SW Legal studies in Business

Police Officer Does Not Have Right to Wear Religious Symbol on Uniform
Description Appeals court upheld dismissal of suit brought by a police officer who was fired for refusing to remove a small gold cross from his uniform. His contention that he had a First Amendment right to wear a symbol of his commitment to Christianity failed as the government has an interest in conveying neutrality on such personal beliefs.
Topic Constitutional Law
Key Words First Amendment; Freedom of Speech; Freedom of Religion; Dress Code
C A S E   S U M M A R Y
Facts Daniels, a police officer for Arlington, Texas, wore a small, gold cross pin on his shirt as a symbol of his Christianity. Department regulations stated that "no button, badge, medal, or similar symbol" would be worn on a uniform unless approved by the police chief. When Daniels continued to wear the pin after the chief told him he could not wear it on his uniform, Daniels was fired. Daniels sued, contending the no-pins policy was unconstitutional. The district court dismissed the suit; Daniels appealed.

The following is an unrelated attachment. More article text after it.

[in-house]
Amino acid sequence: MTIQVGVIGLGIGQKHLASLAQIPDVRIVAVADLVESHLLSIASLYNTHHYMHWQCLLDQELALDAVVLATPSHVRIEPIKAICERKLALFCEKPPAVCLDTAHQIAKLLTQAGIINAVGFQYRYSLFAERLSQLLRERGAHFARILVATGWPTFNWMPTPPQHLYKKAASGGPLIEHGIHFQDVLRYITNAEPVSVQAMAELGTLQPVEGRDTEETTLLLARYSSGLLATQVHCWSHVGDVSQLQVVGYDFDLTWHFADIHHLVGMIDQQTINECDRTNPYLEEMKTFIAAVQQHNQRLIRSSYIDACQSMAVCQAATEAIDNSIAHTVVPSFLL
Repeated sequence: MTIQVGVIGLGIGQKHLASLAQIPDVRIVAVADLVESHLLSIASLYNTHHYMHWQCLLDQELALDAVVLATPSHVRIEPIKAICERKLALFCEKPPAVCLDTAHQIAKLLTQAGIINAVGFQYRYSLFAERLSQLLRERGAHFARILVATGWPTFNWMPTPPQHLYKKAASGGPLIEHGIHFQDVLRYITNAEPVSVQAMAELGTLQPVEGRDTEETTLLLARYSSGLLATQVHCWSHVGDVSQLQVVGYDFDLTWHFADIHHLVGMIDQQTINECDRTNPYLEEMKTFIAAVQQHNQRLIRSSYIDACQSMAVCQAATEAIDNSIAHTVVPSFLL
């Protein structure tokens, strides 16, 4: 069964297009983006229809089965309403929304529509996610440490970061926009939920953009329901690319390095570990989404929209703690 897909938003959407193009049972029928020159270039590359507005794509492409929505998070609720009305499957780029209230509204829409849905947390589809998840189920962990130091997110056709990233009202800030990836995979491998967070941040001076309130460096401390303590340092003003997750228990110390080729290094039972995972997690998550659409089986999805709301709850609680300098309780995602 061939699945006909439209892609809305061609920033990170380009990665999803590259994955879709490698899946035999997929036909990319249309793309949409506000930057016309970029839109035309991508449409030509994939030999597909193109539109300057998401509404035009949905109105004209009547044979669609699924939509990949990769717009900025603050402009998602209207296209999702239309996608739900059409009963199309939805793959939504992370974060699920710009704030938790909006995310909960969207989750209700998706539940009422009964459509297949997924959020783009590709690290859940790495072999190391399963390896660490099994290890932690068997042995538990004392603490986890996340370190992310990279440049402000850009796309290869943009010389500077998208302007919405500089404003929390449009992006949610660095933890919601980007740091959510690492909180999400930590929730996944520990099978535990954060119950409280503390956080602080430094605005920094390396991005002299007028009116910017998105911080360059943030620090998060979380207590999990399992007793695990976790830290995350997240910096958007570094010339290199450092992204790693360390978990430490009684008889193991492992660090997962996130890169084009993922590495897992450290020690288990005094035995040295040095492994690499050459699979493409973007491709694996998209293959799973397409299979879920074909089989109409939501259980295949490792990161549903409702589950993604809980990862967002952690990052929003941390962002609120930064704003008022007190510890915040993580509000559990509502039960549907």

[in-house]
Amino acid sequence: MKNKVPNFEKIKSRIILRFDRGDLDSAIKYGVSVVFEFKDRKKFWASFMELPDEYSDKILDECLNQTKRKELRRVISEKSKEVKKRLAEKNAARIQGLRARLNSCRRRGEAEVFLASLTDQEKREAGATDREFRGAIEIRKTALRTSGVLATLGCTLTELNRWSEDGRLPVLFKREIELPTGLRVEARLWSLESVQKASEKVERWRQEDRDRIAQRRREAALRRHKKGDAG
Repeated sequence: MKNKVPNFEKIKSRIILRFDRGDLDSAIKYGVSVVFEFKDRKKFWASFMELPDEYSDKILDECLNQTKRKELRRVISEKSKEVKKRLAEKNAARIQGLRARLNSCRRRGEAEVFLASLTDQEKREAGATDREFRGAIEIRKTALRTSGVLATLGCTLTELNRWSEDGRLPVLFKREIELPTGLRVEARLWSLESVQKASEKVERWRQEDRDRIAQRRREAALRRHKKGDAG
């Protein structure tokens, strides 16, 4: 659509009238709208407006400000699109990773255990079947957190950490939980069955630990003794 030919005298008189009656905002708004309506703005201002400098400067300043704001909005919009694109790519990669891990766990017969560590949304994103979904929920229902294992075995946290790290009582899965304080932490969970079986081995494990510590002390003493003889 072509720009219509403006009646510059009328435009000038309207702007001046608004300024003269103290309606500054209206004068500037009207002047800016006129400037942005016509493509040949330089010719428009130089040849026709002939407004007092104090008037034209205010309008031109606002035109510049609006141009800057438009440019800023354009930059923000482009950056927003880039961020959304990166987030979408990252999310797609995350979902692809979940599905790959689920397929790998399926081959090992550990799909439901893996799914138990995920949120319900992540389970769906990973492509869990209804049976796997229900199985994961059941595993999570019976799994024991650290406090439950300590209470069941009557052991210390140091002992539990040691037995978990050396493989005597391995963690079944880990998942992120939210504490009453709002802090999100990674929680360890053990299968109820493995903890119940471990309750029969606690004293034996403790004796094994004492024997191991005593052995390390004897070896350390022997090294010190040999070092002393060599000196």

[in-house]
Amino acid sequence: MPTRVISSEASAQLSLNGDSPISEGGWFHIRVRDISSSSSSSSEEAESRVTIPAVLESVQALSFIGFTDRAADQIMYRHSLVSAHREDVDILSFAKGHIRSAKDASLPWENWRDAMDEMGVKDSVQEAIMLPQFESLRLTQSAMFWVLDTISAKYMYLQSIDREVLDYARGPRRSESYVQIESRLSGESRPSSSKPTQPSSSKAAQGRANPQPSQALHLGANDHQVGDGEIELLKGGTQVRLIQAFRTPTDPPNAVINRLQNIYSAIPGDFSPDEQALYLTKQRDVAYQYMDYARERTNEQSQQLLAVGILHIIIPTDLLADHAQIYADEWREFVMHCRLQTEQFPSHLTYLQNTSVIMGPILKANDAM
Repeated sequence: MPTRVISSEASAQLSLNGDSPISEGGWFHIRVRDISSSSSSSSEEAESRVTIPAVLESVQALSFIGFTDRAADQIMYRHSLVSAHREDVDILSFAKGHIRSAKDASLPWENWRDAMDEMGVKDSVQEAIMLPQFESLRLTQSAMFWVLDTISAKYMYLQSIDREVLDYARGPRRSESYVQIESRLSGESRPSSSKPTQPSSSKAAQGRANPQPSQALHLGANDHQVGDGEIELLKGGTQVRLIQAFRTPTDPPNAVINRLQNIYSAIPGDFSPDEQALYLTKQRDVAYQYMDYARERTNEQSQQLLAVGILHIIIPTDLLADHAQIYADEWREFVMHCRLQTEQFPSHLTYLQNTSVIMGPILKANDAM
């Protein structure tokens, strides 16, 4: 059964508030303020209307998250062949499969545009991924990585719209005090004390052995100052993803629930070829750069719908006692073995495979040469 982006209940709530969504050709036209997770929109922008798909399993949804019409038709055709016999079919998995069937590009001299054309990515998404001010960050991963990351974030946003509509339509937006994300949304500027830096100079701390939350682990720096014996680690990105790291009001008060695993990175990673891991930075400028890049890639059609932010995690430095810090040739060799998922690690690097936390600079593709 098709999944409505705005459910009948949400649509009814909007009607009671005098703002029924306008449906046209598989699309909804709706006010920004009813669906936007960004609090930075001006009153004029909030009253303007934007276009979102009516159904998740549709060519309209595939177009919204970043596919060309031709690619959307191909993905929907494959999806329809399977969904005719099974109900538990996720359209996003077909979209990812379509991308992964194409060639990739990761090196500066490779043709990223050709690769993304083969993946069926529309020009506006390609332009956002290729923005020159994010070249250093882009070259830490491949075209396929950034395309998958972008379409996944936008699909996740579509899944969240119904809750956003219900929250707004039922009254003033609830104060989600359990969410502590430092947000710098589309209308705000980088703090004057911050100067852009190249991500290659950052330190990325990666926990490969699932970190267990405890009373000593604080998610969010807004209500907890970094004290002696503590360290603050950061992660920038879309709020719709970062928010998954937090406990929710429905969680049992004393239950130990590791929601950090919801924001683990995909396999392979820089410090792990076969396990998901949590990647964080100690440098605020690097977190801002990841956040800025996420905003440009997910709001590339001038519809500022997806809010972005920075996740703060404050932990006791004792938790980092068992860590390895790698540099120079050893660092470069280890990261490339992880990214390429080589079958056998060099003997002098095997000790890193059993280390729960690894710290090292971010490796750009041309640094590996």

Decision Affirmed. The dress code does not violate the officer's First Amendment rights. Daniels' communication of his personal religions views through the pin was not speech that addresses a legitimate public concern, and the city's interest in conveying neutrality on matters such as religion, outweighs the officer's interest in wearing the pin. While religious speech receives great protection in civilian life, it takes on a different cast in the context of a police uniform. There is also no grounds for a suit for discrimination based on religion under Title VII of the Civil Rights Act of 1964.
Citation Daniels v. City of Arlington, Texas, 246 F.3d 500 (5th Cir., 2001)

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